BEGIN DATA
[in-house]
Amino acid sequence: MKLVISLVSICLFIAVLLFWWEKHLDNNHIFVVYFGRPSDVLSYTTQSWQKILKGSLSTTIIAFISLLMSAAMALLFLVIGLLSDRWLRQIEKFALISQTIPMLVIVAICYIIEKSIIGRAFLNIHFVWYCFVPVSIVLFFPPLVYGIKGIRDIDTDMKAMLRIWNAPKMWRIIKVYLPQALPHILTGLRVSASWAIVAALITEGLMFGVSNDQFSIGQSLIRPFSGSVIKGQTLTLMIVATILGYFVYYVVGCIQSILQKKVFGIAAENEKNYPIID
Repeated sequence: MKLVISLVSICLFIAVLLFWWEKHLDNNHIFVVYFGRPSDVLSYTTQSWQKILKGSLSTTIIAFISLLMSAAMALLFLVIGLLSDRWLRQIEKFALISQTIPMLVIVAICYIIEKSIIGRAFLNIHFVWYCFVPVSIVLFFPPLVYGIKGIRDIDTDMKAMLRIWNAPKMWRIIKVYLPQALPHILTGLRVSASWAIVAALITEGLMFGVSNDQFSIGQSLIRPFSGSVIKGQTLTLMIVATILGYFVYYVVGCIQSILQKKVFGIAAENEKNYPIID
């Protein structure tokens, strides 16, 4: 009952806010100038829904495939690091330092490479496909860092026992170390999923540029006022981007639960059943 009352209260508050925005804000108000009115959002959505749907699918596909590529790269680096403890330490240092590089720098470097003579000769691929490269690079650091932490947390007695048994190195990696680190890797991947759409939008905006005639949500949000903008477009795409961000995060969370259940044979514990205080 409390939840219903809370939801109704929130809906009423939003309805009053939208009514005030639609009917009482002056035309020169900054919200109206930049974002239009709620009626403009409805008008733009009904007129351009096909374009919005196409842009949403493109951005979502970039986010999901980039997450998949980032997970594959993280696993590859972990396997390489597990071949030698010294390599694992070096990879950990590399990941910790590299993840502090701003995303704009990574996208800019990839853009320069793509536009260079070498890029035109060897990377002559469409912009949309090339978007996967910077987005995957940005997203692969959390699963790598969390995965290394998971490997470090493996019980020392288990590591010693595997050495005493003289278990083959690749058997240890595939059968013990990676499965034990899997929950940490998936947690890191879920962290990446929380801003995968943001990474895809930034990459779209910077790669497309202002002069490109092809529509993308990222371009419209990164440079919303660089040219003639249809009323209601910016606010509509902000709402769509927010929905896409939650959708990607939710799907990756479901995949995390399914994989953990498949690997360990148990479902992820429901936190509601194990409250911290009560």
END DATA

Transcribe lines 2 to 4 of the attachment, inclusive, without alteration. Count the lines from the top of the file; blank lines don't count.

Amino acid sequence: MKLVISLVSICLFIAVLLFWWEKHLDNNHIFVVYFGRPSDVLSYTTQSWQKILKGSLSTTIIAFISLLMSAAMALLFLVIGLLSDRWLRQIEKFALISQTIPMLVIVAICYIIEKSIIGRAFLNIHFVWYCFVPVSIVLFFPPLVYGIKGIRDIDTDMKAMLRIWNAPKMWRIIKVYLPQALPHILTGLRVSASWAIVAALITEGLMFGVSNDQFSIGQSLIRPFSGSVIKGQTLTLMIVATILGYFVYYVVGCIQSILQKKVFGIAAENEKNYPIID
Repeated sequence: MKLVISLVSICLFIAVLLFWWEKHLDNNHIFVVYFGRPSDVLSYTTQSWQKILKGSLSTTIIAFISLLMSAAMALLFLVIGLLSDRWLRQIEKFALISQTIPMLVIVAICYIIEKSIIGRAFLNIHFVWYCFVPVSIVLFFPPLVYGIKGIRDIDTDMKAMLRIWNAPKMWRIIKVYLPQALPHILTGLRVSASWAIVAALITEGLMFGVSNDQFSIGQSLIRPFSGSVIKGQTLTLMIVATILGYFVYYVVGCIQSILQKKVFGIAAENEKNYPIID
């Protein structure tokens, strides 16, 4: 009952806010100038829904495939690091330092490479496909860092026992170390999923540029006022981007639960059943 009352209260508050925005804000108000009115959002959505749907699918596909590529790269680096403890330490240092590089720098470097003579000769691929490269690079650091932490947390007695048994190195990696680190890797991947759409939008905006005639949500949000903008477009795409961000995060969370259940044979514990205080 409390939840219903809370939801109704929130809906009423939003309805009053939208009514005030639609009917009482002056035309020169900054919200109206930049974002239009709620009626403009409805008008733009009904007129351009096909374009919005196409842009949403493109951005979502970039986010999901980039997450998949980032997970594959993280696993590859972990396997390489597990071949030698010294390599694992070096990879950990590399990941910790590299993840502090701003995303704009990574996208800019990839853009320069793509536009260079070498890029035109060897990377002559469409912009949309090339978007996967910077987005995957940005997203692969959390699963790598969390995965290394998971490997470090493996019980020392288990590591010693595997050495005493003289278990083959690749058997240890595939059968013990990676499965034990899997929950940490998936947690890191879920962290990446929380801003995968943001990474895809930034990459779209910077790669497309202002002069490109092809529509993308990222371009419209990164440079919303660089040219003639249809009323209601910016606010509509902000709402769509927010929905896409939650959708990607939710799907990756479901995949995390399914994989953990498949690997360990148990479902992820429901936190509601194990409250911290009560």